75 Dollar Bill
Little Big Band
Multi-instrumentalist Che Chen used to be best known as an improvising violinist from projects with Japanese guitarist Tetuzi Akiyama and others in the American and Japanese undergrounds, while Rick Brown was an experimental rock drummer in New York bands such as Run On with Alan Licht and Sue Garner.
But when the pair formed 75 Dollar Bill, Chen’s violin was replaced by a cheap electric guitar. Brown’s drum kit devolved even more: He sat on a wooden crate, pounding it with his hands and mallets, perhaps with a few cracked cymbals and shakers for variety. “None of his equipment looked as if it cost more than a pretty good sandwich,” The New York Times remarked in a fascinated review in 2014, when the duo was building its live legend in Brooklyn bars with only a four-song cassette to its name.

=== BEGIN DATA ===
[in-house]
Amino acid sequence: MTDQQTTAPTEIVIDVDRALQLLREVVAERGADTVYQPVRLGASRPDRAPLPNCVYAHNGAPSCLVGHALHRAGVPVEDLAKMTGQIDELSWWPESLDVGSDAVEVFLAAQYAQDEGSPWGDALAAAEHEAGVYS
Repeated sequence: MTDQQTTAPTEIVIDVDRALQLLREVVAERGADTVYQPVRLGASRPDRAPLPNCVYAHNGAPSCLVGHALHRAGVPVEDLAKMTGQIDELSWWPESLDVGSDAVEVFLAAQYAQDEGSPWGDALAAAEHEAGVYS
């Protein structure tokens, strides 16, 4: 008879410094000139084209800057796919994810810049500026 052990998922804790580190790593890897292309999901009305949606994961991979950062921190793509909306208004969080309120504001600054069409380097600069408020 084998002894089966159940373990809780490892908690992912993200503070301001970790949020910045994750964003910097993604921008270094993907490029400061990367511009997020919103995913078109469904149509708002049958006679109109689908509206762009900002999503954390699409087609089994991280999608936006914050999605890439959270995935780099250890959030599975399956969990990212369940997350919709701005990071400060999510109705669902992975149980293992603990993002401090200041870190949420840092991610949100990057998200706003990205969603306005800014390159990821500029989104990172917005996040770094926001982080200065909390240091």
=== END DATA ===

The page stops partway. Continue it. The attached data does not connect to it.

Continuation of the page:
75 Dollar Bill took root in the wedding music of Moorish griots, which Chen studied briefly with Mauritanian master Jheich Ould Chighaly. But in the captivating albums and buzzy residencies that followed, they stretched their lean setup and their traditional roots to chart a truly original course between minimalist jazz and experimental rock. The duo swelled into a big band with saxophones, strings, electronics, and more for I Was Real in 2019, which The Guardian hailed as “a contemporary swirl of mantric psychedelia” deepened by “placeless, gripping grooves.” They come to Big Ears as a ten-piece to churn up their inimitable Saharan post-punk, a kaleidoscope of bluesy, gritty, and entranced moods.